Opening address - Standards Consultative Committee
Director of Aviation Safety, Mark Skidmore
Standards Consultative Committee – 31 March 2015
Thank you Rob for the introduction. And welcome to all of you to this first meeting of the SCC plenary since I took on the job of Director of Aviation Safety. I look forward to working with you to achieve our common vision of safe skies for all. In my view, it’s a new beginning for everyone involved. Let me provide some reasons for why I say this.
The Australian Government has set a clear agenda for CASA in 2015 and the years to follow through their response to the Aviation Safety Regulation Review (ASRR) which was released late in 2014. I am glad the Government’s response to the Review has coincided with the commencement of my tenure as Director of Aviation Safety, as this provides a clear basis for planning, action and achievement.
We are in the process of finalising CASA’s implementation plan for the Government’s response to the ASRR, which we expect to complete by 30 April 2015. Then the implementation plan will be fully embedded in CASA’s 2015–16 to 2018–19 Corporate Plan. In addition to this, by the end of this calendar year, I will develop and publish a statement of CASA’s long-term strategic intent - Flight Plan 2030, broadly setting out our objectives over the next 15 years. I believe these plans will set out the way forward for CASA and establish a common understanding amongst all of our stakeholders reflecting our shared interest in promoting aviation safety in Australia.
CASA’s engagement with the aviation community forms a significant part of our standards development, educational, advisory and operational activities. CASA understands the importance of maintaining a meaningful, cooperative and mutually respectful relationship with the aviation community.
Like other regulatory authorities in Australia, and not unlike aviation safety regulators throughout the world, CASA is no stranger to criticism, complaints, and other expressions of dissatisfaction about the things we do and the way we do them. We recognise that this as an inevitable feature of the regulatory landscape. Where such criticism is deserved, however, you may be assured it is my intention to see that its causes are identified and addressed as quickly and effectively as possible.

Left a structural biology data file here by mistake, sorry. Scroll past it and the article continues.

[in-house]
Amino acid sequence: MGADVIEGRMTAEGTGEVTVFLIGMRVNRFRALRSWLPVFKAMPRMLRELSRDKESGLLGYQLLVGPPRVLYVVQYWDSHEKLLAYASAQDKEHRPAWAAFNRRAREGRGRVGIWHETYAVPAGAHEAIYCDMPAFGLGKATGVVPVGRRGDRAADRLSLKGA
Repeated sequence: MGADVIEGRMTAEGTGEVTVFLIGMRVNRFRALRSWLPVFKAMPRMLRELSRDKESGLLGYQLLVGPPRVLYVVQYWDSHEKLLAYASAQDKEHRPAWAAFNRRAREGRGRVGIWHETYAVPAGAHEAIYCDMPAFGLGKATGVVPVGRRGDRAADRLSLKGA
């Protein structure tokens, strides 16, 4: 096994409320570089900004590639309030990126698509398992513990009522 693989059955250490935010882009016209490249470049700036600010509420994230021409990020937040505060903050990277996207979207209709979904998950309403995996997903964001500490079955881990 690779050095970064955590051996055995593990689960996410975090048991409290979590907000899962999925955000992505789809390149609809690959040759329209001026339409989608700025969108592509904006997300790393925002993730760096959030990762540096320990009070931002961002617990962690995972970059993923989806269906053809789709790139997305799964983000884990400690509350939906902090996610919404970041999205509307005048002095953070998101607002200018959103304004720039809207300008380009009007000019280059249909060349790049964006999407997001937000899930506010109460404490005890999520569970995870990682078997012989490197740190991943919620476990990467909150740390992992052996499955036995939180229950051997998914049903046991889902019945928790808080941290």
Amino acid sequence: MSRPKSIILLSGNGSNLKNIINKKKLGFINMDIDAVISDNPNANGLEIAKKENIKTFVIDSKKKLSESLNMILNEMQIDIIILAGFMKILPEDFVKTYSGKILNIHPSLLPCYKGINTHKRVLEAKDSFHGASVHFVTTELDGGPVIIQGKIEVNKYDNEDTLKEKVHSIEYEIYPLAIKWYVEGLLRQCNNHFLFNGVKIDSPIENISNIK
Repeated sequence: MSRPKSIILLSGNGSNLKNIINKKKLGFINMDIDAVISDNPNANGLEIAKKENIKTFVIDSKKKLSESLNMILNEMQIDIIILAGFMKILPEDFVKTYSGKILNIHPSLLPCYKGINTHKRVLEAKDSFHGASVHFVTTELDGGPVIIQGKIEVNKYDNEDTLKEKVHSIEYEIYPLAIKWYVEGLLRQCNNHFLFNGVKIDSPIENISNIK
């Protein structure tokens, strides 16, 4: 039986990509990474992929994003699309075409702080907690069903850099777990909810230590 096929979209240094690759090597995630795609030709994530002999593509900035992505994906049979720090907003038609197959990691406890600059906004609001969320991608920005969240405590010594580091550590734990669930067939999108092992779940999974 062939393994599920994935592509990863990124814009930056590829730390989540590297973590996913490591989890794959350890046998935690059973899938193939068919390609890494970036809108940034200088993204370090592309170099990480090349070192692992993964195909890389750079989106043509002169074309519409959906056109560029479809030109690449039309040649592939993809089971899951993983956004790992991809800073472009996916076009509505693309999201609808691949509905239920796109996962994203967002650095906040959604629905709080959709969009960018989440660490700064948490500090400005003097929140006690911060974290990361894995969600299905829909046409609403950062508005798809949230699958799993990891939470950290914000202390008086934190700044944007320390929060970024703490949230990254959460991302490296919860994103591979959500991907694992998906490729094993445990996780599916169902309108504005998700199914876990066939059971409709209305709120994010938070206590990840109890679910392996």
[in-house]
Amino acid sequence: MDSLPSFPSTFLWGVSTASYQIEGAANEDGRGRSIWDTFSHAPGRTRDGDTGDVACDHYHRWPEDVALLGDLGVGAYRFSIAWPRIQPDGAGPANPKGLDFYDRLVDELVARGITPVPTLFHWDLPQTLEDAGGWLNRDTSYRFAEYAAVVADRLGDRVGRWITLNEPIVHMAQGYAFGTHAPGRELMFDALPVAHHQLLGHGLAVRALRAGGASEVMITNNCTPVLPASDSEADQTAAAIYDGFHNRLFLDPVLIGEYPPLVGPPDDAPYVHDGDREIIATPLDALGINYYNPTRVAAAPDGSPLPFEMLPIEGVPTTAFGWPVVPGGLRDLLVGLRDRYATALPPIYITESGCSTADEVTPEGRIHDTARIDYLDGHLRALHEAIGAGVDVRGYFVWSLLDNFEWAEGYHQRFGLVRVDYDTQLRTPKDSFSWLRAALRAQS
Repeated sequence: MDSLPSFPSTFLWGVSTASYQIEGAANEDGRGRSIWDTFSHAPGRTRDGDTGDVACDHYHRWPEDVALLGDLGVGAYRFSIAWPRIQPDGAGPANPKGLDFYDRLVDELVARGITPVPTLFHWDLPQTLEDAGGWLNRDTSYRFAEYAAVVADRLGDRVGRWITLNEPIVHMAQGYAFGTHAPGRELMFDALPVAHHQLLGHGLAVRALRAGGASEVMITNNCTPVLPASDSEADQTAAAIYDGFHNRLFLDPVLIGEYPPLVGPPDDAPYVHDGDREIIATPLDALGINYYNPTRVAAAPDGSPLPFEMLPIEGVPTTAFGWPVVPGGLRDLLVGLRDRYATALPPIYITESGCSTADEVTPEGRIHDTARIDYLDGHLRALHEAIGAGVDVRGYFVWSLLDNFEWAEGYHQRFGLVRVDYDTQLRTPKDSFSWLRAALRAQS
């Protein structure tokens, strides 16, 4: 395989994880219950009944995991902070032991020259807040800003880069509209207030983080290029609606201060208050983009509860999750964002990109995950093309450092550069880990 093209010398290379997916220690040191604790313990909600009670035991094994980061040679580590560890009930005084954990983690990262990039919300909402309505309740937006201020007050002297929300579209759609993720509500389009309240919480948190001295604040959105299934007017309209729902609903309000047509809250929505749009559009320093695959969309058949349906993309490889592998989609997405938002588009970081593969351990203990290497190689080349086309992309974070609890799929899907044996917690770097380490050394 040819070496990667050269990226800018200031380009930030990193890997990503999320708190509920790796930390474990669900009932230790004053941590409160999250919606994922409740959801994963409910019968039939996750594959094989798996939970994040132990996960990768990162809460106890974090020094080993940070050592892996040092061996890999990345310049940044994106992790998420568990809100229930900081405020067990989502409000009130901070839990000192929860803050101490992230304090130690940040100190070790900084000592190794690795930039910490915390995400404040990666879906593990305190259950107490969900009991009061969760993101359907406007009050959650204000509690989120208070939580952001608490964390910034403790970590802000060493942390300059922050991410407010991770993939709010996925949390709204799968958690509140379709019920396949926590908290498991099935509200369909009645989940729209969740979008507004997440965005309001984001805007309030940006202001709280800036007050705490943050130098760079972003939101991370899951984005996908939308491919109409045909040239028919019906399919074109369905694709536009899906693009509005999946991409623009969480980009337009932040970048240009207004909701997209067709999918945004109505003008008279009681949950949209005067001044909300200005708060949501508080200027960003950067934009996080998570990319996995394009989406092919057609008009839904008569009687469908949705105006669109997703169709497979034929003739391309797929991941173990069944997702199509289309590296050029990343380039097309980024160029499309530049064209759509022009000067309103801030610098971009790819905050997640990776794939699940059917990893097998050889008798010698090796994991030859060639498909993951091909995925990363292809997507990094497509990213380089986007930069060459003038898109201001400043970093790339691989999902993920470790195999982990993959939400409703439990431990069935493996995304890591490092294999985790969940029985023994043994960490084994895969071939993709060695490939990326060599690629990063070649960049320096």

To that end, I believe the aviation community and CASA need to build a closer working relationship based on mutual interest in achieving the best safety outcomes. This relationship must be based on respect and trust. CASA is open and committed to an appropriate ‘safety partnership’ with the aviation community and I am devoting a good deal of time and energy towards working to the achievement of this goal - both at a strategic and working level.
Safety Partnership and SCC
I feel it is important that I elaborate my thoughts on building ‘safety partnership’ in the context of industry consultations on safety policies and standards, and the role of the SCC in helping CASA and the Government achieve their objectives for an aviation system that both provides appropriate safety outcomes and serves to facilitate industry growth. We cannot do this in any effective manner without industry’s participation in, and support of, our efforts.
I believe in a regulatory approach that gives due consideration to non-regulatory alternatives such as training and education, before moving to introduce new and additional regulation.
I also believe in regulating aviation activities based on risk, taking into account the costs and benefits of regulation, and making decisions based on where CASA’s and the aviation community’s safety resources are best directed. This is an important area where we can collectively work together to ensure that we are getting the biggest safety return from our aviation safety investments.
I believe in effective industry consultation and the role that the SCC plays in providing an industry focal point for policy and standards consultation.
CASA is obliged by law to consult industry and other stakeholders on standards development. In practical terms, it would be unrealistic to expect CASA to be knowledgeable of all industry practices, special operational procedures or other risk mitigations already in place. Industry can and in my view should, also provide assistance in identifying certain safety risks that may not be on CASA’s radar.